NM: So as we want the real impactful… That’s when one the of convergence between research and action and policy comes into where they intersect and makes an impact on peoples live on the ground. In addition to that, how do you see other policies and projects? Are these ongoing? Are there differences at national and state level in terms of their implementation or interest in such policy?

CN: GRB if you look at it per se, has been part of the federal government, I would say, objective I think since 20–… I can’t remember when… A long time ago. Together with UNDP, they came out with a manual, workshops, and it was supposed to be part of the outcome-based budgeting. OBB at that time… OBB was like one of the mantras. So I even went to the human resource ministry Putrajaya, saw the person in charge. He was very positive about gender. But he said you should talk to the ministry of women about it. So again, it is passing the buck. But unfortunately, I think the OBB unit there has been dissolve and the person there I think have gone somewhere else. So off and on there will be talk about gender budgeting by parliamentarians but it actually hasn’t gone anywhere. Imean same with the gender quota let say in terms of decision making. Dr Maznah, Dr Tan Beng Hui. We did the research in the recent GE14 to look at women’s representation and candidacy. And at the end of the day, there’s not much difference in terms of women in parliament. Although you would say PH did a bit better compared to BN for the last 60 years. And now I think it’s come down again because of the recent changes. That’s another story. Then from Penang, I was also involved with the Selangor government mainly through Institut Wanita Berdaya, IWB. So it was set up by YB Zuraidah, Haniza at that time. So we came out, we developed Selangor development policy. And there was a plan of action in the different issues again. So now one of the key issues in term of development was looking at gender mainstreaming in the state sectors. So now there are teams of consultant led by Dr Prema Devaraj who are looking at how to mainstream gender into the Selangor government, looking at different sectors. But then with the pandemic, it’s very difficult also to have face to face trainings. So I think they are doing some online trainings etc. And again, it’s also hard to get the pengarah, head of department, to be involved. They’re busy, they cannot come for meeting. I mean we have a beautiful structure–how it’s implemented, time frame, short middle, long term, etc… But at least Penang and Selangor is much more open. And in Melaka I think YB Jeanie when she was state exco for women she was also keen for Melaka to have some kind of gender policy. But now…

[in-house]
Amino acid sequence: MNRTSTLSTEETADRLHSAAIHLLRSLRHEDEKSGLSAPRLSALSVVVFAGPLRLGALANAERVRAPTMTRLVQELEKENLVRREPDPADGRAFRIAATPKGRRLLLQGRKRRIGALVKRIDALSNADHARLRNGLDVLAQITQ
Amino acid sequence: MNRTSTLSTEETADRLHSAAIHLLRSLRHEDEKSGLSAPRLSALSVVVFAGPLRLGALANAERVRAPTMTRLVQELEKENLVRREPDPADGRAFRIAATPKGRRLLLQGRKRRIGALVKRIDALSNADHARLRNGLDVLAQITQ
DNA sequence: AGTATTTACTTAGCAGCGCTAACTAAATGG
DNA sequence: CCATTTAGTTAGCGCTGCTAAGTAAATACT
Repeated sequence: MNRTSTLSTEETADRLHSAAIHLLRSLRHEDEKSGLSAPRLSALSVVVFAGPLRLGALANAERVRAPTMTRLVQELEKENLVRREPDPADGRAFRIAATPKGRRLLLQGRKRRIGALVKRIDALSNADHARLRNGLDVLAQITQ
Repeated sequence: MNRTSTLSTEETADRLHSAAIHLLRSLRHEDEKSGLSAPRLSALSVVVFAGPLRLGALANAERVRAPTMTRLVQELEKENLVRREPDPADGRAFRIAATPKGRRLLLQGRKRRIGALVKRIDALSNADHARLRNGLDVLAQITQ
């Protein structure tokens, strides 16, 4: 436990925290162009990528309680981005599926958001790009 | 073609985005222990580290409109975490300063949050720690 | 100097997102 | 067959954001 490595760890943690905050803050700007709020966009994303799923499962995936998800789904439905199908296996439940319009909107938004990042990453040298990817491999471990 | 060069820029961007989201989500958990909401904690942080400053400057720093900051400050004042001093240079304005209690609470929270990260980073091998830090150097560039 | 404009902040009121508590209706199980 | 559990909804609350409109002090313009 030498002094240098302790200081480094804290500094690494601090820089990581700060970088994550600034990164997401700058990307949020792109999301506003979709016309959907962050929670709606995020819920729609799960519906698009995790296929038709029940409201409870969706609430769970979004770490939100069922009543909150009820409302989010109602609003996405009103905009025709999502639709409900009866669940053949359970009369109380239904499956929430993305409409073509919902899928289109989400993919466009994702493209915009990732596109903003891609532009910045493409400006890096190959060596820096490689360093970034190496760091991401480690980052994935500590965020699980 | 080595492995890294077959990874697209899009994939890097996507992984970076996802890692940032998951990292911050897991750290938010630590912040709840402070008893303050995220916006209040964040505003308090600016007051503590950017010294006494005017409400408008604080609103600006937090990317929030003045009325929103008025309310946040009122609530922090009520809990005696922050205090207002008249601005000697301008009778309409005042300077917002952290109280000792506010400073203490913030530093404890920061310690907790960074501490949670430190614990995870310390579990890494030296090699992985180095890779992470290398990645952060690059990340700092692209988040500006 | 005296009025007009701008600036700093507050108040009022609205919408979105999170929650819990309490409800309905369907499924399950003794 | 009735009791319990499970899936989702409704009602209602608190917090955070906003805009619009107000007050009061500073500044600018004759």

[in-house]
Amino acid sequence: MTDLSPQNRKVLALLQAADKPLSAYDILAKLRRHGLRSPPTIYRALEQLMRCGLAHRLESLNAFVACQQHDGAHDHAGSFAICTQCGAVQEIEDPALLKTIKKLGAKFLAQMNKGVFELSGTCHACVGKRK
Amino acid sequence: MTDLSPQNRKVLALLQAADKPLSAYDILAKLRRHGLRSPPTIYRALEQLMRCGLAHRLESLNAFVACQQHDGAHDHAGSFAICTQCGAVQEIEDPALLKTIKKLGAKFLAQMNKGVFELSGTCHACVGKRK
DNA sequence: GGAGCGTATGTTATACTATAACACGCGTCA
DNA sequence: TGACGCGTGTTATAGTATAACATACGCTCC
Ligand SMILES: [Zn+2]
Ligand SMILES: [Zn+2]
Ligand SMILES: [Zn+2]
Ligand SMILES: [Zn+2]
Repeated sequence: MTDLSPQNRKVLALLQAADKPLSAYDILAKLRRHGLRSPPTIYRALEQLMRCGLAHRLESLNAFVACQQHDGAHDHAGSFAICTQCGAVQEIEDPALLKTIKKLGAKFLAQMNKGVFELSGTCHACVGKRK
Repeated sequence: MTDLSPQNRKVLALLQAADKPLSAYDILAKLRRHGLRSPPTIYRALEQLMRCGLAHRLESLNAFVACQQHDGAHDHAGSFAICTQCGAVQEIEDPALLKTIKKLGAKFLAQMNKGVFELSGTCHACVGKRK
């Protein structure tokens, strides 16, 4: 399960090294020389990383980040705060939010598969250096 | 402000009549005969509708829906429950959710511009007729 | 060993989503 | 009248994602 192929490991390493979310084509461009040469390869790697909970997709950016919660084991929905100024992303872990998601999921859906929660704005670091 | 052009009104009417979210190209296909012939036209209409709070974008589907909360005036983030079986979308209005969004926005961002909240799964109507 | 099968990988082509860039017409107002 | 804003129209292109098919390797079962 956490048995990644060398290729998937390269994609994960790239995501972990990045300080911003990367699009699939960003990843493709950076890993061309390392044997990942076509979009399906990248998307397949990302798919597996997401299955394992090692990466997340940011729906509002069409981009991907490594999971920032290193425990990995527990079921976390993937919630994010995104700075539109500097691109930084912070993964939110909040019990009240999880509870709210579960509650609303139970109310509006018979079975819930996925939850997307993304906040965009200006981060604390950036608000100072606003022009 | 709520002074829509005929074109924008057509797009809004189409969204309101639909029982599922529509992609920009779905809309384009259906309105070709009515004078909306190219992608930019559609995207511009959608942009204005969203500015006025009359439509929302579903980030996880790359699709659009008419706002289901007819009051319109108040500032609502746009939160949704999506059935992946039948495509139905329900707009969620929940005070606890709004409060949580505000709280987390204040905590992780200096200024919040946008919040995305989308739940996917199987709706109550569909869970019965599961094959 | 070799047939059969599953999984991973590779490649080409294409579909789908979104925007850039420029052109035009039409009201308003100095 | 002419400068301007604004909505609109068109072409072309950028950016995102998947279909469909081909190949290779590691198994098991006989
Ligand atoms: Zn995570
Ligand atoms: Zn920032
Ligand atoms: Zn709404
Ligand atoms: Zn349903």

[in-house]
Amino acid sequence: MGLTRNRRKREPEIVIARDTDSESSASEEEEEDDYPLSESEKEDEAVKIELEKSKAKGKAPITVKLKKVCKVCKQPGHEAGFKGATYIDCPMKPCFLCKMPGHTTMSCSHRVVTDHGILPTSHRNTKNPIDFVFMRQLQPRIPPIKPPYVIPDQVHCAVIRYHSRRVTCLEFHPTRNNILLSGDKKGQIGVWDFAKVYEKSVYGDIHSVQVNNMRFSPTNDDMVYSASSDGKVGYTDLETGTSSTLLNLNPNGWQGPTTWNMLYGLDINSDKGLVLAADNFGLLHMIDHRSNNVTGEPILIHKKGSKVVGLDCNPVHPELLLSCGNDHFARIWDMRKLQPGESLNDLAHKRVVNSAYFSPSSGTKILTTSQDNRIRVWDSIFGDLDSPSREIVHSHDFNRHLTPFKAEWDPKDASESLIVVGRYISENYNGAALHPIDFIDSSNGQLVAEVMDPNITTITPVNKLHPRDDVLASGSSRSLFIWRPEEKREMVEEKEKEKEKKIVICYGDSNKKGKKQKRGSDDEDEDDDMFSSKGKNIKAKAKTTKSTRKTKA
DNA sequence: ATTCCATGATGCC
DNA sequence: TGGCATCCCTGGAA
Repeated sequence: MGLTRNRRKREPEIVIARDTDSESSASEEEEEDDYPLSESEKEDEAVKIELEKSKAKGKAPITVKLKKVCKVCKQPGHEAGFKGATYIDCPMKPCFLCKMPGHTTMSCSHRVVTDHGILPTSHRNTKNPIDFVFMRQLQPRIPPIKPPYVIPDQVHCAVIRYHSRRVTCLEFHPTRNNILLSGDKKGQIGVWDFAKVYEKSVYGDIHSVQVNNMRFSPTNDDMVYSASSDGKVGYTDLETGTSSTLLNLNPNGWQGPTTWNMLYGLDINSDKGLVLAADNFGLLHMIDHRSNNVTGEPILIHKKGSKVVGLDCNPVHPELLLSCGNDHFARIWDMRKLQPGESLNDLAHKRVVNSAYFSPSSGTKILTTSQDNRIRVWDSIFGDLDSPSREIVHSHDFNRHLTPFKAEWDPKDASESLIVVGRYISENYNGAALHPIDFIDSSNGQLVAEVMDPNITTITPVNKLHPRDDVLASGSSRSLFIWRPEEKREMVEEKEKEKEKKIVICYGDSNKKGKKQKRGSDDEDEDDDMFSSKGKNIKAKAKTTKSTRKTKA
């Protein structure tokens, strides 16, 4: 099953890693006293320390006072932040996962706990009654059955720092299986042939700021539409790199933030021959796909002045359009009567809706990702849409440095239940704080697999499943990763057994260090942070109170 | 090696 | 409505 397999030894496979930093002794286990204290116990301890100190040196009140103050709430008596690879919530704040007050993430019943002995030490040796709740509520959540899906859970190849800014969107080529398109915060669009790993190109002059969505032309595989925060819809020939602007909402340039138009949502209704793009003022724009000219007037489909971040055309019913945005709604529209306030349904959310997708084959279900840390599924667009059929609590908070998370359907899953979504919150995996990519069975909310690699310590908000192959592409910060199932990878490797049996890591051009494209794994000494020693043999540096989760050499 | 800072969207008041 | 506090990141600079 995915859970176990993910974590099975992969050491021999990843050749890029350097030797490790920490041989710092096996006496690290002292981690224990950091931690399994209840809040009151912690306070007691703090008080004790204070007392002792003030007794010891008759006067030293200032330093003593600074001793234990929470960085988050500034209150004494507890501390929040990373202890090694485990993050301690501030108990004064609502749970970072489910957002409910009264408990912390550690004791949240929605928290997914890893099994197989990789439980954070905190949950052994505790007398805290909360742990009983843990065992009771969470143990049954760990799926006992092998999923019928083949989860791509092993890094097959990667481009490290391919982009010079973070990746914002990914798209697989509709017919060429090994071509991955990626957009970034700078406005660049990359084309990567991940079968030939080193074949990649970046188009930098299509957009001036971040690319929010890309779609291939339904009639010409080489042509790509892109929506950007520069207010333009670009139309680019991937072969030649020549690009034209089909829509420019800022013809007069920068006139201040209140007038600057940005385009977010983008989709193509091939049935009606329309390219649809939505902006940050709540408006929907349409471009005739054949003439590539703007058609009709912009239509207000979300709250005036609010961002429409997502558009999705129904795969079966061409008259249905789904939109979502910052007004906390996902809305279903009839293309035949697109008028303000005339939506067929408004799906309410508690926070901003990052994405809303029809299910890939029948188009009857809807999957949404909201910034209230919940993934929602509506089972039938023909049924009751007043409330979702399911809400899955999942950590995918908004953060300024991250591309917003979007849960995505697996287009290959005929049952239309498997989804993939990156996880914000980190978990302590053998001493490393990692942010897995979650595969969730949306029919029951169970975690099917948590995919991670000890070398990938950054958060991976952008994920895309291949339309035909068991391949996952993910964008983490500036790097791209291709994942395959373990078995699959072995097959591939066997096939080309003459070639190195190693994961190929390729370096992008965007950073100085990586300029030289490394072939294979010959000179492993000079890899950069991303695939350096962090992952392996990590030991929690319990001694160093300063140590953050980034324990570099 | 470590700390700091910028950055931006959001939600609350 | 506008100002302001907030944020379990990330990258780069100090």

NM: On these issues and themes, could I ask you. How do you see on the back of these things, are the same issues repeating themselves or are they still the main issues? Do you see any new issues or are we still facing with all these things that we have moving on? How do you see this? Both in research and also on policymaking. Are we still facing these issues again and again or do you see new things coming up?

CN: Is it old wine in new wine skin, or is it better wine. I think some of the main/key issues are still there. You still have to look at. It’s called old issues, but maybe from a different perspective or in context of the shift in the trends in the country, issues of poverty, urban rural poverty, East Malaysia, distribution of income and wealth… They’re still there, still important. Inequality is increasing, decreasing… Inter and intra ethnic… Although we don’t have to talk about that… But you know… These are important markers. Trade and investment, agreement, how to assess impact on workers in the country… it’s still important. Of course, gender… Looking at gender, identity issues are still important. For example, gender-based violence is being mainstream now, now the government has taken over and also looking at violence against women… We have men against violence… groups etc. looking at recent pandemic, WAO has said that the number of reports has tripled. Increased… There’s a report… I have it in june. There are now that since May there were 800 reports of domestic violence. And another 800 of queries on help line. It’s tripled. So working from home… If women stay at home, the abuses are there. So it’s not a safe haven. So public policy have to address these so called unintended consequences.

New issues in a sense… of course. Climate change, which is not new but still new relatively. And in fact social sciences have to be more interdisciplinary, when you look at climate change issues. SDG, the sustainable development goals… There are 100 of goals… Many more of the objectives and goals. Impact of Covid19 definitely… Public health issues, mental health issues… Migrants issues… Sexual reproductive rights… I mean these are issues that are important. So like a report that was talking about high companies digitization of the infrastructure. It’s not easy to have the infrastructure towards a real digital economy, or what we call the industrial 4.0… We don’t know what we’re talking about. So these are issues that always still important and what we call emerging issues. Gerontology issues, aging population… How we provide for the elderly in terms of public policy.